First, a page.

Let There Be Light

Richard Diller, left, stands in front of his house with his next-door neighbor, Steve Andrews, in Severna Park. Last year, both houses were dark.
Richard Diller, left, stands in front of his house with his next-door neighbor, Steve Andrews, in Severna Park. Last year, both houses were dark. (By Marvin Joseph -- The Washington Post)
By William Wan
Washington Post Staff Writer
Saturday, December 22, 2007

For more than a year, the lights sat in Richard Diller's garage, tens of thousands of bulbs and strands gone dark on his dusty shelves. And all that time, his neighbor Steve Andrews had followed suit, keeping his own lights stowed away.

But no one on Severn Avenue could forget about the war of lights that raged for years on their block -- epic battles between Richard and Steve every December that bathed the street in bright, almost psychedelic bursts of color.

People in the small corner of Severna Park in Anne Arundel County would watch from their porches as the two men, equally burly and bullheaded, strove to outdo each other. As they worked atop their ladders, a flurry of insults and taunts would fly across the few feet of grass separating their homes. Down below, their long-suffering wives would simply shake their heads.

Then last year, it all came to a sudden end. On Thanksgiving, when the lights battle usually began, Richard's wife, Eileen, passed away in her sleep.

Suddenly, Christmas lights were the last thing on anyone's mind. In the weeks that followed, all the caustic banter, the gaudy props and bright strings, even Christmas itself, seemed wrong somehow -- too cheery, too trivial.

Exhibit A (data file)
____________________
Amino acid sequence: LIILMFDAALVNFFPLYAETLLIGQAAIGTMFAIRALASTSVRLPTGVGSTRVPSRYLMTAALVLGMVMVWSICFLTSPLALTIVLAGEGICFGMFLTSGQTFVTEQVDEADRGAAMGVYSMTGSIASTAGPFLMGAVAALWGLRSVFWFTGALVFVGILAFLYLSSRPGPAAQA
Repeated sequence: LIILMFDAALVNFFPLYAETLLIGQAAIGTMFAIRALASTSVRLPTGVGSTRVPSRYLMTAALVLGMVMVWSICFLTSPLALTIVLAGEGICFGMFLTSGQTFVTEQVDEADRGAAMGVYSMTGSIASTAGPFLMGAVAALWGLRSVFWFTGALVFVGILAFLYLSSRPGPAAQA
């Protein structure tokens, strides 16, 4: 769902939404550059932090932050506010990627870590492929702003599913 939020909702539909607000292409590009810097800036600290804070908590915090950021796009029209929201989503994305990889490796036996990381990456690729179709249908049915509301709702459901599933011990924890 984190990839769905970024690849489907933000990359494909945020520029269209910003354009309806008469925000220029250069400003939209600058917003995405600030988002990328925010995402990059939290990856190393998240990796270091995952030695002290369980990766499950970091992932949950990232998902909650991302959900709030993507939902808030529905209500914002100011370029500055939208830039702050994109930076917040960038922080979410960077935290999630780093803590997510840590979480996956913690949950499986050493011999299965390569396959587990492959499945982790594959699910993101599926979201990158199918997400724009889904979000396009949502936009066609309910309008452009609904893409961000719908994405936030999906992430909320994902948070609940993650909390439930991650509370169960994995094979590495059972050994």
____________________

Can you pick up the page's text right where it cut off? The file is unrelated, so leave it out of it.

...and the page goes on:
For the first time in 12 years, the two houses passed Christmas in darkness.

* * *

Last month, as another Thanksgiving came and went, Steve's house remained dark. By this time, he and Richard normally would have started their battle, but neither brought it up. Instead, they sat on Richard's porch after work, shooting the breeze and trading halfhearted digs. Steve thought about broaching the subject and coaxing his neighbor to put up a few strands. Maybe the colored bulbs would distract him from his empty house.

So a few weeks ago, Steve, 45, mentioned some lights he had spotted up the street.

In the heyday of their battles, few others on the block had bothered to decorate their homes. It would have been like turning on a flashlight in broad daylight -- kind of pointless. But this year, a few lights had begun popping up, as if to fill the darkness. One couple a few doors down even wrapped a tree in a few thousand bulbs, the way Steve used to do.

Let's go check it out, he told Richard, 49.

They stood for a while in front of the couple's house.


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